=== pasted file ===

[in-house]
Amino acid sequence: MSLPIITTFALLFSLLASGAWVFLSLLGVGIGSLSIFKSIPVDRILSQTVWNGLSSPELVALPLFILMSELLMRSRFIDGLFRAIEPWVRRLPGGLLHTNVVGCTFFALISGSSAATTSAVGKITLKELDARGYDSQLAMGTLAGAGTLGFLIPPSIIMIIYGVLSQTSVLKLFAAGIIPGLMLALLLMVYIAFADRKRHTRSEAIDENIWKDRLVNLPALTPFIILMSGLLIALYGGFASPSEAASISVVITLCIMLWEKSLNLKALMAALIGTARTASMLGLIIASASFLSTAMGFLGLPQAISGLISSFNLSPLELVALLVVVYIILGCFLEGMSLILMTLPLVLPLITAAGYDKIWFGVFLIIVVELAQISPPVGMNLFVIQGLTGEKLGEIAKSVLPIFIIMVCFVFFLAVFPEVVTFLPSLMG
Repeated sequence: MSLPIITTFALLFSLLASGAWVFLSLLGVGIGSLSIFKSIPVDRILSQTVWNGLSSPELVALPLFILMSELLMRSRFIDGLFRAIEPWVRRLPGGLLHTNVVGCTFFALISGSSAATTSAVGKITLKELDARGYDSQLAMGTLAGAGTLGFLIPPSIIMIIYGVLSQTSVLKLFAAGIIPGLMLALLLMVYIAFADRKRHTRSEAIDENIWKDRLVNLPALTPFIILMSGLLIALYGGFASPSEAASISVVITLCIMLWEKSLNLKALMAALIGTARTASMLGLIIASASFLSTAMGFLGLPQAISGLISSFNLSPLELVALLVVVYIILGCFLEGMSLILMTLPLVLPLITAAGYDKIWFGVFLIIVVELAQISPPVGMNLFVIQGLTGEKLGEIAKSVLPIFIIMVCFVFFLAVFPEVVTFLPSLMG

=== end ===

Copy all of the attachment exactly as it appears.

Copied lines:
[in-house]
Amino acid sequence: MSLPIITTFALLFSLLASGAWVFLSLLGVGIGSLSIFKSIPVDRILSQTVWNGLSSPELVALPLFILMSELLMRSRFIDGLFRAIEPWVRRLPGGLLHTNVVGCTFFALISGSSAATTSAVGKITLKELDARGYDSQLAMGTLAGAGTLGFLIPPSIIMIIYGVLSQTSVLKLFAAGIIPGLMLALLLMVYIAFADRKRHTRSEAIDENIWKDRLVNLPALTPFIILMSGLLIALYGGFASPSEAASISVVITLCIMLWEKSLNLKALMAALIGTARTASMLGLIIASASFLSTAMGFLGLPQAISGLISSFNLSPLELVALLVVVYIILGCFLEGMSLILMTLPLVLPLITAAGYDKIWFGVFLIIVVELAQISPPVGMNLFVIQGLTGEKLGEIAKSVLPIFIIMVCFVFFLAVFPEVVTFLPSLMG
Repeated sequence: MSLPIITTFALLFSLLASGAWVFLSLLGVGIGSLSIFKSIPVDRILSQTVWNGLSSPELVALPLFILMSELLMRSRFIDGLFRAIEPWVRRLPGGLLHTNVVGCTFFALISGSSAATTSAVGKITLKELDARGYDSQLAMGTLAGAGTLGFLIPPSIIMIIYGVLSQTSVLKLFAAGIIPGLMLALLLMVYIAFADRKRHTRSEAIDENIWKDRLVNLPALTPFIILMSGLLIALYGGFASPSEAASISVVITLCIMLWEKSLNLKALMAALIGTARTASMLGLIIASASFLSTAMGFLGLPQAISGLISSFNLSPLELVALLVVVYIILGCFLEGMSLILMTLPLVLPLITAAGYDKIWFGVFLIIVVELAQISPPVGMNLFVIQGLTGEKLGEIAKSVLPIFIIMVCFVFFLAVFPEVVTFLPSLMG